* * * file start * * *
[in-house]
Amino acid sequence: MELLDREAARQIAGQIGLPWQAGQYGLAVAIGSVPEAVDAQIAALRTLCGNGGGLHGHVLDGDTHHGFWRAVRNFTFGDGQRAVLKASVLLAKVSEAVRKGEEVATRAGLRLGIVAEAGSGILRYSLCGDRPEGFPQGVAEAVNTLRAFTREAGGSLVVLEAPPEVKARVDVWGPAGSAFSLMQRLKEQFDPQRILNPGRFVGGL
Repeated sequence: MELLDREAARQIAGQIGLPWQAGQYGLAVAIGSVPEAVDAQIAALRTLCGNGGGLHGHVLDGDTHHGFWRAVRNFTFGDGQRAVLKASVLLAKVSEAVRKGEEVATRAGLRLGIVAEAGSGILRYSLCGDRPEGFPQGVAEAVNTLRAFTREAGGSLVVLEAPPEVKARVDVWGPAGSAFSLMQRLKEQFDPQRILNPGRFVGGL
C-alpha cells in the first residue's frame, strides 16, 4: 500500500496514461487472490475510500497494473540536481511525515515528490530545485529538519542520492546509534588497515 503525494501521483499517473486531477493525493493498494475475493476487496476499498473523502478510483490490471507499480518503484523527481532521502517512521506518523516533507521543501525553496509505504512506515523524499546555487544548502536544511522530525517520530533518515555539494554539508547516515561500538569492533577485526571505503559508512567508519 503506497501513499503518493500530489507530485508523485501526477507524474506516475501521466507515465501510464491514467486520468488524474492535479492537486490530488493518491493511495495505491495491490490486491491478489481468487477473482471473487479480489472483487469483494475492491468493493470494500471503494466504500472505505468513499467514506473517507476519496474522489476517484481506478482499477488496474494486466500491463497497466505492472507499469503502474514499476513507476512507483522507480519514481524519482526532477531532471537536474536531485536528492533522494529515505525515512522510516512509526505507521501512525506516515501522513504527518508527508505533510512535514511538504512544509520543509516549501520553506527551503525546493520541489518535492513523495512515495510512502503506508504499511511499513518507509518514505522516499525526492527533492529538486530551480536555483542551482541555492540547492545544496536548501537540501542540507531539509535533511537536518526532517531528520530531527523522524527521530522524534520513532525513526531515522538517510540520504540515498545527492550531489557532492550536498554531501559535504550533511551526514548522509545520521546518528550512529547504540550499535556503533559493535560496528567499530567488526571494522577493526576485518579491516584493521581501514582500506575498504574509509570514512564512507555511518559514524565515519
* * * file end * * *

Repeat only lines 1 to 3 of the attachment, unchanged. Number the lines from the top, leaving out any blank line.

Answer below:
[in-house]
Amino acid sequence: MELLDREAARQIAGQIGLPWQAGQYGLAVAIGSVPEAVDAQIAALRTLCGNGGGLHGHVLDGDTHHGFWRAVRNFTFGDGQRAVLKASVLLAKVSEAVRKGEEVATRAGLRLGIVAEAGSGILRYSLCGDRPEGFPQGVAEAVNTLRAFTREAGGSLVVLEAPPEVKARVDVWGPAGSAFSLMQRLKEQFDPQRILNPGRFVGGL
Repeated sequence: MELLDREAARQIAGQIGLPWQAGQYGLAVAIGSVPEAVDAQIAALRTLCGNGGGLHGHVLDGDTHHGFWRAVRNFTFGDGQRAVLKASVLLAKVSEAVRKGEEVATRAGLRLGIVAEAGSGILRYSLCGDRPEGFPQGVAEAVNTLRAFTREAGGSLVVLEAPPEVKARVDVWGPAGSAFSLMQRLKEQFDPQRILNPGRFVGGL